|Mitigation - Disaster Mitigation Guidelines for Hospitals and other Health Care Facilities in the Caribbean (Pan American Health Organization (PAHO) / Organización Panamericana de la Salud (OPS), 1992, 76 p.)|
|Chapter 2: The nature of natural hazards in commonwealth Caribbean countries|
At the outset, some basic concepts and information are necessary in order to better understand the contents of this booklet.
A hazard is a phenomenon which, when it manifests itself in a given area over a specific period of time, has the potential for severe social disruption, trauma, property damage and loss.
The potential impact of a hazard is normally expressed in terms of its magnitude or intensity, which are expressed as a probability function over a specified time period according to hazard type. Hazard functions can be derived for different sites if there are sufficient relevant records going back over a significant period of time. For example, if we analyze the known history of earthquake occurrences in the Eastern Caribbean countries, and we measure their size in terms of the intensities given by the Modified Mercalli Intensity Scale, we will find that not all countries are under the same seismic hazards.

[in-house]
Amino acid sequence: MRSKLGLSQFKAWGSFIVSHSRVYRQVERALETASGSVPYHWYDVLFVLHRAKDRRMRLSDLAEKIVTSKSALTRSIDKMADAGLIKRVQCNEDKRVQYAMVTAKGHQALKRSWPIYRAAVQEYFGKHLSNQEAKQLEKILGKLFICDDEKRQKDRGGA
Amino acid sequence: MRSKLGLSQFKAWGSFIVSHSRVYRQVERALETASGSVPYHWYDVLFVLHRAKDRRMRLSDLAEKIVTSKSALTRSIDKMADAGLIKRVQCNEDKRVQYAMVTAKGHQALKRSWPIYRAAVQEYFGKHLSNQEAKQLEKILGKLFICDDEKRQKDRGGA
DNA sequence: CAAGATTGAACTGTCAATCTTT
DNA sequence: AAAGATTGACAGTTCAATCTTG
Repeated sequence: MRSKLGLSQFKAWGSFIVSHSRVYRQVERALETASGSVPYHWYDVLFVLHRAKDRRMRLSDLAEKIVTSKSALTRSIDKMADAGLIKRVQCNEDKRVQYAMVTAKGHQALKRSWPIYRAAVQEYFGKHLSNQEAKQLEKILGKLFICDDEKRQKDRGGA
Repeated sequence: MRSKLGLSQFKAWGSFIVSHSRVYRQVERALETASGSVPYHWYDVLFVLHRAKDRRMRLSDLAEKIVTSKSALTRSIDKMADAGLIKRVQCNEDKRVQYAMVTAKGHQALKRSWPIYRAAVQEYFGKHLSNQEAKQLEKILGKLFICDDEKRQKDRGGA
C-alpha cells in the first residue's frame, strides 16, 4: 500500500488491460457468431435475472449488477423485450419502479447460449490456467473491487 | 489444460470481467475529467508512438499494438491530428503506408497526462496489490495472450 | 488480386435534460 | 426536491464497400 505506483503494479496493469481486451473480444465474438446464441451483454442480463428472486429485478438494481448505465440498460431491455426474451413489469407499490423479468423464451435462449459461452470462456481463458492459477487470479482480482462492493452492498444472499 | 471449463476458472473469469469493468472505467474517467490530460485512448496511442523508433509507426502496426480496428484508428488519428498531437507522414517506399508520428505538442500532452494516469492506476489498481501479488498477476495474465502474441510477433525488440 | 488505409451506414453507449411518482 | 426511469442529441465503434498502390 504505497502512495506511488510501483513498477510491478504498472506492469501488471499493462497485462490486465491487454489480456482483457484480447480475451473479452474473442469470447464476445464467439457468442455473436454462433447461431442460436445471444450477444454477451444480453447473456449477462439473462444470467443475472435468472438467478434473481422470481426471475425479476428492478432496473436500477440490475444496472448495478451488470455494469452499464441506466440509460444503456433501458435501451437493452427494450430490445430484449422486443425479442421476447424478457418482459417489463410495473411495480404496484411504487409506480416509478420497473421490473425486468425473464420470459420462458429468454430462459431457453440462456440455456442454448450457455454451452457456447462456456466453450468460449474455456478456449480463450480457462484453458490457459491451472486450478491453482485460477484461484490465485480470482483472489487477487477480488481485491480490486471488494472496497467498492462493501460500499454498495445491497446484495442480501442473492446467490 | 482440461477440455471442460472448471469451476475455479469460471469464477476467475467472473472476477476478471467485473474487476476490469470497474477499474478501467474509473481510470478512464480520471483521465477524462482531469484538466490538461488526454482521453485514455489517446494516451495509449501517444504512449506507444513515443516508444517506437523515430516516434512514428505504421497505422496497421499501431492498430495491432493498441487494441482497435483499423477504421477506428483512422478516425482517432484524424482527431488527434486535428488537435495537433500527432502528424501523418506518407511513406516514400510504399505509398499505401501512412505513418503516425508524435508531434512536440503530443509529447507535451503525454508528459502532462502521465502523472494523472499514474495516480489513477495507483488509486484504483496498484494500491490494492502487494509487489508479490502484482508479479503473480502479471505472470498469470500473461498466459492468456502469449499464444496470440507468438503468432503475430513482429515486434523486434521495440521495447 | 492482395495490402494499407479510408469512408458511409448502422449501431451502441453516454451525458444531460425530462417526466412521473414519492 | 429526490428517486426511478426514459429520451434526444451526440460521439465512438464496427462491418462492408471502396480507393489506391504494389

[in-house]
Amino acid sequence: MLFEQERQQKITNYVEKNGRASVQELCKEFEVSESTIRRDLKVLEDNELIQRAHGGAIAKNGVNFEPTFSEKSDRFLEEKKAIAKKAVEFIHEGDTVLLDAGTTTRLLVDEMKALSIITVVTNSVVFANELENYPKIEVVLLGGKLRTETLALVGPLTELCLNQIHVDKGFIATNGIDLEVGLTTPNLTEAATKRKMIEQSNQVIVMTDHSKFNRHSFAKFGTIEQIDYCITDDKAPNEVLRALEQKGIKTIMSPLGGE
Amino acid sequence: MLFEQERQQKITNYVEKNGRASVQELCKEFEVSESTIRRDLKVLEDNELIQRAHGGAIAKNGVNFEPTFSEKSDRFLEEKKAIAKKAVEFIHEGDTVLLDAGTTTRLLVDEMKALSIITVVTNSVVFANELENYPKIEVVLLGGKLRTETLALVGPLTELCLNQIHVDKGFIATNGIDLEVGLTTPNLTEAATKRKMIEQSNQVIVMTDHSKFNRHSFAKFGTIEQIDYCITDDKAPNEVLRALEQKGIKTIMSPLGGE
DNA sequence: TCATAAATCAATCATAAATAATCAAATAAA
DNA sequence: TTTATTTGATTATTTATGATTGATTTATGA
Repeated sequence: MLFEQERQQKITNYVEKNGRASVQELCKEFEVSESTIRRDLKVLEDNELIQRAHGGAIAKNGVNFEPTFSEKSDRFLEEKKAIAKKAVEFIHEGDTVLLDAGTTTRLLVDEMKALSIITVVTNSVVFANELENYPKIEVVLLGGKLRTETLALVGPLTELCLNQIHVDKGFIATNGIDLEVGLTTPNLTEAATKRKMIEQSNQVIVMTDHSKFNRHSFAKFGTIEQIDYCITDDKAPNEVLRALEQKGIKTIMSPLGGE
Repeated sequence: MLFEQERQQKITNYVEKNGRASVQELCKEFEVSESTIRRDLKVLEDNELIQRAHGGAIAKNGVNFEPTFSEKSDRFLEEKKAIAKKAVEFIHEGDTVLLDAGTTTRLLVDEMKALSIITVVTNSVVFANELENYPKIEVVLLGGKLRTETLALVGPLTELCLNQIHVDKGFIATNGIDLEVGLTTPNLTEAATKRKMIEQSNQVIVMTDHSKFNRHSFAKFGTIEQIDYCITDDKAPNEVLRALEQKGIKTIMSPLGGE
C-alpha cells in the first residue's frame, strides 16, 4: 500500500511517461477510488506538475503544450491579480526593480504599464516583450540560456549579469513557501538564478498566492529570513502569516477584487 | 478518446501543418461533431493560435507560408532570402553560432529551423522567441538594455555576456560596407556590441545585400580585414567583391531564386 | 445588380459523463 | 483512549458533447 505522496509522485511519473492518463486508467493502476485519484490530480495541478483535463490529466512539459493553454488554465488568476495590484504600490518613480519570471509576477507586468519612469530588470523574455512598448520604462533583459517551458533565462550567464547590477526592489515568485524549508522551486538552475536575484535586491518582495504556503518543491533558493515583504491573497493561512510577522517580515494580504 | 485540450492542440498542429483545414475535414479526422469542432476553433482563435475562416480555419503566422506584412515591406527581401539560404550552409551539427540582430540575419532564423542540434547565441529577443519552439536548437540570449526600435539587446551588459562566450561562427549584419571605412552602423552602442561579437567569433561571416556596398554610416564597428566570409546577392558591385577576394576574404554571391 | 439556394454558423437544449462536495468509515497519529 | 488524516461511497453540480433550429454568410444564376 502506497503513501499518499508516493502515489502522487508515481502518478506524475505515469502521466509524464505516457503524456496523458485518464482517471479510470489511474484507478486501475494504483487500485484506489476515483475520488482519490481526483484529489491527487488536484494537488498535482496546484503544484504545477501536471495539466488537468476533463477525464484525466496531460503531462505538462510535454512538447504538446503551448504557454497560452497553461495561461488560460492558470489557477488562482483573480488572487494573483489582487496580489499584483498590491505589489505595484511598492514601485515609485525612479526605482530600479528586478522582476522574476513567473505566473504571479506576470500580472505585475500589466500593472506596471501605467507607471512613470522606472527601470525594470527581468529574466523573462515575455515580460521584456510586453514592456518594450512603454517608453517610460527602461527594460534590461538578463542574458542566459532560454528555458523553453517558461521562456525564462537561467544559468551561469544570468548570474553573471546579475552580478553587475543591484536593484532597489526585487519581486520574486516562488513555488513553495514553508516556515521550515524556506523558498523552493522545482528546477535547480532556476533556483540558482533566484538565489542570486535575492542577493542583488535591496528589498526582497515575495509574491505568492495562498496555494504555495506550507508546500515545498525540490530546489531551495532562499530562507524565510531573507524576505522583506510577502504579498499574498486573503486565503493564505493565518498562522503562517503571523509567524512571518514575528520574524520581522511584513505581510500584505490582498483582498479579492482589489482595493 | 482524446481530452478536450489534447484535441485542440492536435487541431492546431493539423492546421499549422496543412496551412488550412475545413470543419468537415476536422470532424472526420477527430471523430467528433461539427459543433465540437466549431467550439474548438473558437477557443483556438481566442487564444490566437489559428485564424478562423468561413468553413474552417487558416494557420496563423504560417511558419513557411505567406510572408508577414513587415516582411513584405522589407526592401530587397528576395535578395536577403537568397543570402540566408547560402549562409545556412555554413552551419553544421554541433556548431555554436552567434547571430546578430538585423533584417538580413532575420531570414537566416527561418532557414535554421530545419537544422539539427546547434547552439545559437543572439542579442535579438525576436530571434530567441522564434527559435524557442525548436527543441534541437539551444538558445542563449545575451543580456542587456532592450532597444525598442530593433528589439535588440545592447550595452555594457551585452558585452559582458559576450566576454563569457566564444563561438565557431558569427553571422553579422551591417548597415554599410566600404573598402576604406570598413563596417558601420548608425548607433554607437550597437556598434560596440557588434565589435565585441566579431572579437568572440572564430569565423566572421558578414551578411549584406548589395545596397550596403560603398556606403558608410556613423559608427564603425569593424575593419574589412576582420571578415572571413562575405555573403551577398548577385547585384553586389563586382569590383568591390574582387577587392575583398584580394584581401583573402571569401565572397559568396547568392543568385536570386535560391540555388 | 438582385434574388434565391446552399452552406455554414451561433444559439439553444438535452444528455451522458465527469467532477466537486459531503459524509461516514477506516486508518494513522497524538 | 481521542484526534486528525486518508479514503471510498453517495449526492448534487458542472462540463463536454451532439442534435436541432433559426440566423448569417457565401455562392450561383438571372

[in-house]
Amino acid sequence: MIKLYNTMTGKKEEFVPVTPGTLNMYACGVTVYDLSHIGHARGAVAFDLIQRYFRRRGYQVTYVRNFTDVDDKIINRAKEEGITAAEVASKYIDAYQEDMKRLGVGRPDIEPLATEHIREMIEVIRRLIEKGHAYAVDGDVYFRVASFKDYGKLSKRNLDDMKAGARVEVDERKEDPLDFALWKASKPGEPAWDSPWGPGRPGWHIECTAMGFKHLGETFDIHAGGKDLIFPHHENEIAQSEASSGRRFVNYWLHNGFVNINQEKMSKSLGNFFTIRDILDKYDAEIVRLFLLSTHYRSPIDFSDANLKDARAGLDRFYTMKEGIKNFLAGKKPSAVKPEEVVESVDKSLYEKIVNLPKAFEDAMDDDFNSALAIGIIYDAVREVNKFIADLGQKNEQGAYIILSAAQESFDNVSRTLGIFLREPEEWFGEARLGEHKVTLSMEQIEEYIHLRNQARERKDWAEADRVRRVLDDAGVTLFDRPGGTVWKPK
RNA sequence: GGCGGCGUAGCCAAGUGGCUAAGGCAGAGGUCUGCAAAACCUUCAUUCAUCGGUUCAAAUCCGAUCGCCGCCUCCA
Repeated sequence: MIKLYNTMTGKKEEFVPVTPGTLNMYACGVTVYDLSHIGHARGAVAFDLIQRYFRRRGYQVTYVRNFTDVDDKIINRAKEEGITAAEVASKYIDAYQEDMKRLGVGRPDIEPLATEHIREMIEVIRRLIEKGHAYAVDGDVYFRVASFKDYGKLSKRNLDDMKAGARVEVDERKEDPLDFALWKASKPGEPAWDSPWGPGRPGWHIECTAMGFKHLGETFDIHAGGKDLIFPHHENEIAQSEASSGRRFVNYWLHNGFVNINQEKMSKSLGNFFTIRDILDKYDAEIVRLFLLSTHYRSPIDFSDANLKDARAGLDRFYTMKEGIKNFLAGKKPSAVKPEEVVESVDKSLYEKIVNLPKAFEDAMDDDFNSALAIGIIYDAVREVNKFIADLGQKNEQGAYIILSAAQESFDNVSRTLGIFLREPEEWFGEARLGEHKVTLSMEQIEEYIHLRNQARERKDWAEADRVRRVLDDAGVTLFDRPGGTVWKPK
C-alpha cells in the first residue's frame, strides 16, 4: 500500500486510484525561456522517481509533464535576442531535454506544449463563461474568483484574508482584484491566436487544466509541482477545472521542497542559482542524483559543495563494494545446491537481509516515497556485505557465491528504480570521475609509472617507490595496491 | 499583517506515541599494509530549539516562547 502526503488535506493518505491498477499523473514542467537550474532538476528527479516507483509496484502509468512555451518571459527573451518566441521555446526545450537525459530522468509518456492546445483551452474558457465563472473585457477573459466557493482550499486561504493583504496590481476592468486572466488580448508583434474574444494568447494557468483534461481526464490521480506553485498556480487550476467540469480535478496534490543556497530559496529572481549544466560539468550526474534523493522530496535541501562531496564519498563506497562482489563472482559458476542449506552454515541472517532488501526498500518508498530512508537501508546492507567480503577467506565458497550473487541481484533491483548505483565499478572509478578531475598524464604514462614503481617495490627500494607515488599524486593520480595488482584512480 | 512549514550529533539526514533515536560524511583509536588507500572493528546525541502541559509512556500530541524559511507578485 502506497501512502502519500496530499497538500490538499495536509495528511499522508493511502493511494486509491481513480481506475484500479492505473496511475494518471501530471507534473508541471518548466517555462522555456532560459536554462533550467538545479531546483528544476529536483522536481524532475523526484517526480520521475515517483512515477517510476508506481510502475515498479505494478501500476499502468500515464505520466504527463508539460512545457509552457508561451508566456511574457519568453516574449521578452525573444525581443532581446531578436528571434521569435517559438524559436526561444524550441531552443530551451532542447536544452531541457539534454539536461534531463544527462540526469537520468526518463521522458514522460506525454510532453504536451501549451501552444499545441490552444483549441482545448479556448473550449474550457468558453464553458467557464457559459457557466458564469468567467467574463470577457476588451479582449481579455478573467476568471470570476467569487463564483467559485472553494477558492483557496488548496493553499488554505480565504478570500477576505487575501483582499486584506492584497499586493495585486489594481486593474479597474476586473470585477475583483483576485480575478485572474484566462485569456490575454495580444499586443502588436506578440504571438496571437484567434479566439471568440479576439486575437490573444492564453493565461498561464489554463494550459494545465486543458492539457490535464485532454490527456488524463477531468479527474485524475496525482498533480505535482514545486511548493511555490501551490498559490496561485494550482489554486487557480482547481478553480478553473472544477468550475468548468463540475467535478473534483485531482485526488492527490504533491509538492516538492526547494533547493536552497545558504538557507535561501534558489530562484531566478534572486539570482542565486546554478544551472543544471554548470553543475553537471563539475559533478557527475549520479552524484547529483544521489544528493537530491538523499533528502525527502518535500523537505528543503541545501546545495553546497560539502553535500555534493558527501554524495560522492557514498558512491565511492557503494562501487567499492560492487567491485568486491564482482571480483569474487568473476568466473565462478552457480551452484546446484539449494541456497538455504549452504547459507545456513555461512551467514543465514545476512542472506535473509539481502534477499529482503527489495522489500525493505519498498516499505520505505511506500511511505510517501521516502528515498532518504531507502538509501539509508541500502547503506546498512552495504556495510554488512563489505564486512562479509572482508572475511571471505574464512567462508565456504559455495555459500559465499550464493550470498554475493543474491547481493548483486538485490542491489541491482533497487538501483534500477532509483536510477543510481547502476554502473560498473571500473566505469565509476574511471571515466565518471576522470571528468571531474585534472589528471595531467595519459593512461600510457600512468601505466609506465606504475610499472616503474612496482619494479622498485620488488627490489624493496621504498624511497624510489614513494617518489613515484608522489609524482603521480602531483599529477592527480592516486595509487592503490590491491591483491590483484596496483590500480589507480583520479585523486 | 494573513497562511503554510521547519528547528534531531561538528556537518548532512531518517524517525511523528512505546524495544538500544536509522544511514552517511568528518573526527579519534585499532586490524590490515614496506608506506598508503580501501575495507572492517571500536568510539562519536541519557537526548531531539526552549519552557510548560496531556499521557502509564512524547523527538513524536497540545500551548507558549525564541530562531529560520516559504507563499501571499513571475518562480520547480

Vulnerability is a measure of the intrinsic susceptibility of structures, contents and processes to fail once they are exposed to potentially damaging natural phenomena.
Vulnerability is generally expressed as the degree of expected damage or loss, given in a certain scale, as a function of hazard intensity.
Risk is a measure of the probability of expected loss for a given hazardous event.
The portions of a building that support it and resist gravity, earthquakes, hurricane winds and other type of loads are said to be the structural elements.
The structural elements of buildings include columns (pillars), beams (girders and joists), floor or roof sheeting, slabs or decking, load bearing walls and foundations.
The non-structural elements of a building include every part of it and all of its contents with the exception of the structure. Common non-structural items include ceilings, windows, laboratory equipment, inventory stored on shelves, computers, electrical equipment, furnishings and light fittings.